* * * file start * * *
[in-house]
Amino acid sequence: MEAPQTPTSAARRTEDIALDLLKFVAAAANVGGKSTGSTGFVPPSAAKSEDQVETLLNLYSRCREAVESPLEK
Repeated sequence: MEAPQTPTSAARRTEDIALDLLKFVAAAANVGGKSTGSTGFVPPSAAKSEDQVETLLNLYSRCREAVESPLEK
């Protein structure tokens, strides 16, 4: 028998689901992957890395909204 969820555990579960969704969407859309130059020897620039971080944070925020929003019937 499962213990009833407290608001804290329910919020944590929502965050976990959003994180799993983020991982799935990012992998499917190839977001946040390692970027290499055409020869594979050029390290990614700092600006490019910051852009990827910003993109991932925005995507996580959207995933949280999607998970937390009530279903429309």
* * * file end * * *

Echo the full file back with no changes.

[in-house]
Amino acid sequence: MEAPQTPTSAARRTEDIALDLLKFVAAAANVGGKSTGSTGFVPPSAAKSEDQVETLLNLYSRCREAVESPLEK
Repeated sequence: MEAPQTPTSAARRTEDIALDLLKFVAAAANVGGKSTGSTGFVPPSAAKSEDQVETLLNLYSRCREAVESPLEK
């Protein structure tokens, strides 16, 4: 028998689901992957890395909204 969820555990579960969704969407859309130059020897620039971080944070925020929003019937 499962213990009833407290608001804290329910919020944590929502965050976990959003994180799993983020991982799935990012992998499917190839977001946040390692970027290499055409020869594979050029390290990614700092600006490019910051852009990827910003993109991932925005995507996580959207995933949280999607998970937390009530279903429309």